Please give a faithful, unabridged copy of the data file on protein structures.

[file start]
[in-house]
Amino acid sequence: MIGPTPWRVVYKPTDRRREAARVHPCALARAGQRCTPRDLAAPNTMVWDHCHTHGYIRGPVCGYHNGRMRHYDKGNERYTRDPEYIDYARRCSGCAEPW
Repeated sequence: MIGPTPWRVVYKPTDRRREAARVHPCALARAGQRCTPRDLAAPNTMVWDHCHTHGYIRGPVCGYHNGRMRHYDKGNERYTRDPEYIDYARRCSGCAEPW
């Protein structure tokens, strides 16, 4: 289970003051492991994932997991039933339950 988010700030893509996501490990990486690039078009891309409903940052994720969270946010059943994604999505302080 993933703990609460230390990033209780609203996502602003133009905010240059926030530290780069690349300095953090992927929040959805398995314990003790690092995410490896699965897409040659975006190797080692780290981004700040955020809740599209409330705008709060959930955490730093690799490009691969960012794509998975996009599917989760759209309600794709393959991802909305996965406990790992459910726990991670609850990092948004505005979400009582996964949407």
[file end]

[in-house]
Amino acid sequence: MIGPTPWRVVYKPTDRRREAARVHPCALARAGQRCTPRDLAAPNTMVWDHCHTHGYIRGPVCGYHNGRMRHYDKGNERYTRDPEYIDYARRCSGCAEPW
Repeated sequence: MIGPTPWRVVYKPTDRRREAARVHPCALARAGQRCTPRDLAAPNTMVWDHCHTHGYIRGPVCGYHNGRMRHYDKGNERYTRDPEYIDYARRCSGCAEPW
């Protein structure tokens, strides 16, 4: 289970003051492991994932997991039933339950 988010700030893509996501490990990486690039078009891309409903940052994720969270946010059943994604999505302080 993933703990609460230390990033209780609203996502602003133009905010240059926030530290780069690349300095953090992927929040959805398995314990003790690092995410490896699965897409040659975006190797080692780290981004700040955020809740599209409330705008709060959930955490730093690799490009691969960012794509998975996009599917989760759209309600794709393959991802909305996965406990790992459910726990991670609850990092948004505005979400009582996964949407």